Monday, September 28, 2009

Challenging Subjects

 In her article "Formative Years: Not Boys in Dresses" in Intelligent Life magazine, Tracey Camilleri  writes about her teen school years at Bryanston school in England from 1976 - 1978.

She was one of the first girls to go completely through what had been a boys-only school, and she speaks fondly about the experience that she felt was inclusive and not about teaching  the girls as  "boys in dresses:"
For example, our English teacher’s passion was Jane Austen, so there was no sense that we were following a male canon, or of the attitude that you teach to the boys and the girls will look after themselves.
One lasting value of Bryanston for Camilleri is that it helped her form an independent identity because the girls were both challenged and valued.
I am fascinated by what holds women back from being ambitious for themselves and speaking up in the moment and making themselves heard. At school in the classroom, shy as I was and not that I made a great splash, I didn’t feel constrained, I felt enabled. We were known as individuals, we had a good tutorial system, we were given the opportunity and expected to speak and were valued. I think we felt equal to the boys. The challenge for girls, especially if they are in a minority at school, is how to remain the subjects of their own lives and not the objects of others’. I think we remained subjects, we were able to be ourselves.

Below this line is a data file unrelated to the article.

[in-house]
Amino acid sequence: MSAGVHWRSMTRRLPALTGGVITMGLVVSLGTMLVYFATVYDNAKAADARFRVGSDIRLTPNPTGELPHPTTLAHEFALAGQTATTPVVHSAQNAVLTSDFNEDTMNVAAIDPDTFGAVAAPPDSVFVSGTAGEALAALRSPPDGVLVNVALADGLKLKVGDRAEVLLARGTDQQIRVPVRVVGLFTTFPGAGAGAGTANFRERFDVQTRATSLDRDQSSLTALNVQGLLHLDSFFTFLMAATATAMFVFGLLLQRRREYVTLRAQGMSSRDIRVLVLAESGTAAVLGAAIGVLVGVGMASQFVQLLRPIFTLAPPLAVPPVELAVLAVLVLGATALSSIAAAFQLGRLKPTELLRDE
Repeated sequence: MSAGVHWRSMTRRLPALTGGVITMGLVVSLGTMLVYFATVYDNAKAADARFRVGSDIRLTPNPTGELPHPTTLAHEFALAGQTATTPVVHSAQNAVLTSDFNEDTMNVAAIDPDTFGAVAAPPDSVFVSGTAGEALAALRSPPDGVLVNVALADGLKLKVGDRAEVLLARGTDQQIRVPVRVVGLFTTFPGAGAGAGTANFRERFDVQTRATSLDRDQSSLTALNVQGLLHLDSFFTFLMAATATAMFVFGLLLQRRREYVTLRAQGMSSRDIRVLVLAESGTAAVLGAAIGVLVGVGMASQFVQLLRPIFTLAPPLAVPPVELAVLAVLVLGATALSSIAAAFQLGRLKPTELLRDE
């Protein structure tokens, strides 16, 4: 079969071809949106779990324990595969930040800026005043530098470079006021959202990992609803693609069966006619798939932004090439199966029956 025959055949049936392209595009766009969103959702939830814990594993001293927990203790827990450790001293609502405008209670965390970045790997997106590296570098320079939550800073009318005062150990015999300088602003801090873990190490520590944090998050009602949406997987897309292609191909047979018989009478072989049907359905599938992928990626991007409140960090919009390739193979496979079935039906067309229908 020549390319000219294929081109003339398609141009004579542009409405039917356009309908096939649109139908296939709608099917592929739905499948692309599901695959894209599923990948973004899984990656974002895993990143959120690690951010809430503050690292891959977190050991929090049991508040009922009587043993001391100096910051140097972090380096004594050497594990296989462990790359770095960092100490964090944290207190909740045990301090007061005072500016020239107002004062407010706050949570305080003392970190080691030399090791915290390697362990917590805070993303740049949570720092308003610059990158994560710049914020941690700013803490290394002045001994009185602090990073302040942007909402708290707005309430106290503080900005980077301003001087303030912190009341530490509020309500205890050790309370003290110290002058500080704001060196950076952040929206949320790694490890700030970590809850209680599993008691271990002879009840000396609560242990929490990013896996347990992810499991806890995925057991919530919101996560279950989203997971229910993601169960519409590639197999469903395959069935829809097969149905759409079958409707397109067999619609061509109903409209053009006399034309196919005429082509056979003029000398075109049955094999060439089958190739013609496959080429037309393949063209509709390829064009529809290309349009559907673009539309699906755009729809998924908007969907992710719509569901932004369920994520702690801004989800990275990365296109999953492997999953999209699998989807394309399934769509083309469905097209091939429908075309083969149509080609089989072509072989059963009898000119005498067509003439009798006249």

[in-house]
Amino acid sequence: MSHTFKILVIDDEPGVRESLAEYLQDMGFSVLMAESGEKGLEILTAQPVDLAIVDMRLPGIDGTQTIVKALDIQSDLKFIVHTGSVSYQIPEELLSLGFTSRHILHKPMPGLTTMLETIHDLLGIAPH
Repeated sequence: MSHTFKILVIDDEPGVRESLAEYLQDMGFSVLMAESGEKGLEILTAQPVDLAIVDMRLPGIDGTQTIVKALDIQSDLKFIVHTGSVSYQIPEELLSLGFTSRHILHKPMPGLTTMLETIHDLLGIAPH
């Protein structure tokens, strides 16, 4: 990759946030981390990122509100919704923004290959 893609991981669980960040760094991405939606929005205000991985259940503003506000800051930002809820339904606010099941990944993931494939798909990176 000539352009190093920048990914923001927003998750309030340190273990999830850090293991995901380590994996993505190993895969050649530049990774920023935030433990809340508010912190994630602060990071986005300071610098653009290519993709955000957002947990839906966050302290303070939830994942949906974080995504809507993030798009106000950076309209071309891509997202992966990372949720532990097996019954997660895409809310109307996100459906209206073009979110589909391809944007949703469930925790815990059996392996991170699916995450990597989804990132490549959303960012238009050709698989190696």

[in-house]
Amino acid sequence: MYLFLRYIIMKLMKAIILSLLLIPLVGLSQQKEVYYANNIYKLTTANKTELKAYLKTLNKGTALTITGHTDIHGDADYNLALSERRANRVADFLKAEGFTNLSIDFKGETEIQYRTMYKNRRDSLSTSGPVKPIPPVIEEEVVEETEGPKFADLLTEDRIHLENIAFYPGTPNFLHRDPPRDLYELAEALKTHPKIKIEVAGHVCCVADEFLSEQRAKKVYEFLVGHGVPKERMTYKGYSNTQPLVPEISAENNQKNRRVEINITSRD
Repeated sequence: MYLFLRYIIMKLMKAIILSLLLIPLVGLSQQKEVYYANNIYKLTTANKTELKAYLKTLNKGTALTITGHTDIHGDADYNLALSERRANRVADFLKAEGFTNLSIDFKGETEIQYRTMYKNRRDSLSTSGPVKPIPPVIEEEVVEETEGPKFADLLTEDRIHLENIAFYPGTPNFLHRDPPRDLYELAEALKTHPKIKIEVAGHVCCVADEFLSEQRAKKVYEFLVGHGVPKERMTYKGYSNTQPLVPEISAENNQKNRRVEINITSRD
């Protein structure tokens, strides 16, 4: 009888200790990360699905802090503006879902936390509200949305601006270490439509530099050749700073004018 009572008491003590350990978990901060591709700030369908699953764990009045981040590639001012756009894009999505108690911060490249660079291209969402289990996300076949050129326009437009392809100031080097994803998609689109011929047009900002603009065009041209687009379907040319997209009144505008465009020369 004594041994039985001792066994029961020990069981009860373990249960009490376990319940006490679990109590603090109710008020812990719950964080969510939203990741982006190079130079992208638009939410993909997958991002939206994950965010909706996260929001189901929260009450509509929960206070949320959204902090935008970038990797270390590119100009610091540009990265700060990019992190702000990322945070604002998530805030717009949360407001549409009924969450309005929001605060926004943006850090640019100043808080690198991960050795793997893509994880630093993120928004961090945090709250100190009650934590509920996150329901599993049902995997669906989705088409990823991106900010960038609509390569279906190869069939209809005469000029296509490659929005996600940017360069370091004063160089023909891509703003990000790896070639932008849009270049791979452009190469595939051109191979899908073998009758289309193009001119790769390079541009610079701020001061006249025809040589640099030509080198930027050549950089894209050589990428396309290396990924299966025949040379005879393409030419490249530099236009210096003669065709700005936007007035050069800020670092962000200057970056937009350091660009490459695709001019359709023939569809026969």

North American public schools have generally always been co-ed, but could learn much about creating a strong sense of identity for their students of both genders. 

Since the 70s, there has been more of a focus on students' self-esteem than there has been on their achievements - a failure because achievement is the best route to self-esteem and cannot be separated from it.

The challenge for students is largely missing, and we instill a false sense of self-esteem that is detached from real achievement and deteriorites into self-absorption and an overweening sense of entitlement. We could well use the methods of a 1970s-style Bryanston.

Camilleri's education has stood her in good stead; she is an associate fellow at the Said Business School, Oxford.

I would like to invite Tracey Camilleri to my soiree.

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